Palatin Technologies Supports FDA's Approval of the First-Ever Treatment for Female Sexual Dysfunction

Aug 18, 2015, 20:13 ET from Palatin Technologies, Inc.

CRANBURY, N.J., Aug. 18, 2015 /PRNewswire/ -- Palatin Technologies, Inc. (NYSE MKT: PTN) is a biopharmaceutical company developing targeted, receptor-specific peptide therapeutics for the treatment of diseases with significant unmet medical needs and commercial potential. Palatin's lead product under development is bremelanotide for the treatment of female sexual dysfunction (FSD).

The approval of flibanserin (under development by Sprout Pharmaceuticals) today by the U.S. Food and Drug Administration (FDA) marks a long-awaited milestone in healthcare for women.  The FDA's approval of flibanserin validates that there is an important need for women living with hypoactive sexual desire disorder, or HSDD, to have an approved treatment option. Palatin applauds the FDA's positive determination, which supports FDA's previous statements that HSDD is an unmet medical need requiring a safe treatment option for women with HSDD. 

HSDD is a medical condition marked by a lack of sexual thoughts and desire for sexual activity, which causes a woman distress or puts a strain on the relationship with her partner, and cannot be accounted for by another medical, physical or psychiatric condition, or as a result of other medication. It is estimated that one in 10 women may have the signs of HSDD at some point in their life, and as such HSDD represents a major opportunity to address a tremendous medical need with therapies like flibanserin and bremelanotide.

Palatin Technologies is continuing the development of bremelanotide, a first-in-class, as needed, melanocortin-4 receptor agonist being studied for the treatment of HSDD in pre-menopausal women, so that these women suffering from HSDD have multiple treatment options in the future. Bremelanotide has a novel mechanism that activates endogenous pathways in the brain involved in creating a sexual response. Unlike flibanserin or certain other FSD treatments in development that require daily administration, bremelanotide is an as-needed (not chronic), centrally-mediated medication. Studies have shown that bremelanotide starts working within 30 to 60 minutes of administration and remains effective for approximately eight hours, providing women with greater control and flexibility in their treatment as well as a quick response. By comparison, flibanserin must be taken daily and may take up to several weeks of continuous daily use before an effect of increased sexual desire is seen. The differing dose frequency and route of administration, if available in the marketplace at the same time, could provide a robust set of treatment options for women suffering from HSDD.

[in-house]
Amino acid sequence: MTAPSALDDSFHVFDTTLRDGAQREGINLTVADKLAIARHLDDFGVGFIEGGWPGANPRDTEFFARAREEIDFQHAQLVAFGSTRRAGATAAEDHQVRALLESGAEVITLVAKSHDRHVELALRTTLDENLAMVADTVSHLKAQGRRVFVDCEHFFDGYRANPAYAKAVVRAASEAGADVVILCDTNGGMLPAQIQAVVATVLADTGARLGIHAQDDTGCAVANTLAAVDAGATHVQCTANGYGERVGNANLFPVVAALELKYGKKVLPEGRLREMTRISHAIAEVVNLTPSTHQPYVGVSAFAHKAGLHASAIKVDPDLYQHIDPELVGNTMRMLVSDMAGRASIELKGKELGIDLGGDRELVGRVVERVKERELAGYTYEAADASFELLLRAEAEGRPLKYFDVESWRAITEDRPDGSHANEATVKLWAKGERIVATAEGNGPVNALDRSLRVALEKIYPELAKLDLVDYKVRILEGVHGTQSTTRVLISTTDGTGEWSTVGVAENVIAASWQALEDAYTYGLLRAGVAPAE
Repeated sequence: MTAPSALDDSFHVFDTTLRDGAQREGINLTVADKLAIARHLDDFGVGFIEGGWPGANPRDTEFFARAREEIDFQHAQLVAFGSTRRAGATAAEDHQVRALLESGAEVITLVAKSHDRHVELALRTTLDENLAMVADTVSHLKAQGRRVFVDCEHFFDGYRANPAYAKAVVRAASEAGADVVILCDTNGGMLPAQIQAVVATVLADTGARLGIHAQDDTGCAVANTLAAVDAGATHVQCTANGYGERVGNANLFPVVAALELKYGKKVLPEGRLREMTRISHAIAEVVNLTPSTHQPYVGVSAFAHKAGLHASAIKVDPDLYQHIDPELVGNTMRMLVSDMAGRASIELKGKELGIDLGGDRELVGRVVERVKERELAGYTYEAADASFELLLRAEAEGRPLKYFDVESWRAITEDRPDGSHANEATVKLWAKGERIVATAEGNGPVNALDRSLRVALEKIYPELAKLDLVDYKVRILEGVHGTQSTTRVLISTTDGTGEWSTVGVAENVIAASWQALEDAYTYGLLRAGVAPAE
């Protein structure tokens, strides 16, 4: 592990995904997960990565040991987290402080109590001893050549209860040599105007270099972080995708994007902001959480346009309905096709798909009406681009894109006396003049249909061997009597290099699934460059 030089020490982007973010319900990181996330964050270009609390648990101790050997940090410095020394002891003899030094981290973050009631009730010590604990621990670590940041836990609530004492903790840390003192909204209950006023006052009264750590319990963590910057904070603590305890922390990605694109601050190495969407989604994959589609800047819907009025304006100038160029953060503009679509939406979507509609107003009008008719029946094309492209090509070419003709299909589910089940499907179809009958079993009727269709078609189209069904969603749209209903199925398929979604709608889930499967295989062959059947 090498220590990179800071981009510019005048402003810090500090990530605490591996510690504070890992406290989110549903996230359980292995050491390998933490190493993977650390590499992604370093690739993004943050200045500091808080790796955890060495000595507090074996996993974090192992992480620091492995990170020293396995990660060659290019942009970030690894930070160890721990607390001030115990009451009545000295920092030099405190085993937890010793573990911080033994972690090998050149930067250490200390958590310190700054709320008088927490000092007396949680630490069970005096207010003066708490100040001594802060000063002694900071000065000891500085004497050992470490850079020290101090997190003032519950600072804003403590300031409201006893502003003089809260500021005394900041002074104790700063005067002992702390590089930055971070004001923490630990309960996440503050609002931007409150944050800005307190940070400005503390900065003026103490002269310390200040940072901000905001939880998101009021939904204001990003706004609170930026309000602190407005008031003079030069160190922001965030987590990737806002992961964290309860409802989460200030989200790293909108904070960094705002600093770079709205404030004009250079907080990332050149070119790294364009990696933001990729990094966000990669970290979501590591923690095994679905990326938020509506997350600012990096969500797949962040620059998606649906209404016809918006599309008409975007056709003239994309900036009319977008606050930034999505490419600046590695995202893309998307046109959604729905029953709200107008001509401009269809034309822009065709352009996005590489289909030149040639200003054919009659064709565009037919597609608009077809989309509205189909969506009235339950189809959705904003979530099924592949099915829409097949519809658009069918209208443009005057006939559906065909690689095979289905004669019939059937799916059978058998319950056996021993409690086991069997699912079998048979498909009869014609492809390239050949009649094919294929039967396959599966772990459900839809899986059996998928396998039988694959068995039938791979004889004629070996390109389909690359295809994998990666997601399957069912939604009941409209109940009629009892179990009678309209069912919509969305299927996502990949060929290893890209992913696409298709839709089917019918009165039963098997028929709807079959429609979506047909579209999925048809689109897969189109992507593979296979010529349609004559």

Palatin Technologies is excited to continue working toward bringing bremelanotide as a treatment for HSDD closer to a reality, expanding the HSDD marketplace and providing women with multiple options.  Palatin Technologies is currently enrolling pre-menopausal women with HSDD into its Phase III trials for bremelanotide, and anticipates completing enrollment for the trials by the end of this year. Each pivotal trial of the reconnect study is a multicenter (~80 sites), randomized, placebo controlled, parallel-group, eight month trial with an open-label extension phase. The clinical trials are designed to randomize approximately 1100 women (~550 each trial) to evaluate the efficacy and safety of subcutaneous bremelanotide in premenopausal women with hypoactive sexual desire disorder (HSDD) as an on-demand, as-needed treatment. More information on the trial protocol, including trial design and inclusion/exclusion criteria, can be found at http://clinicaltrials.gov

About Bremelanotide for Female Sexual Dysfunction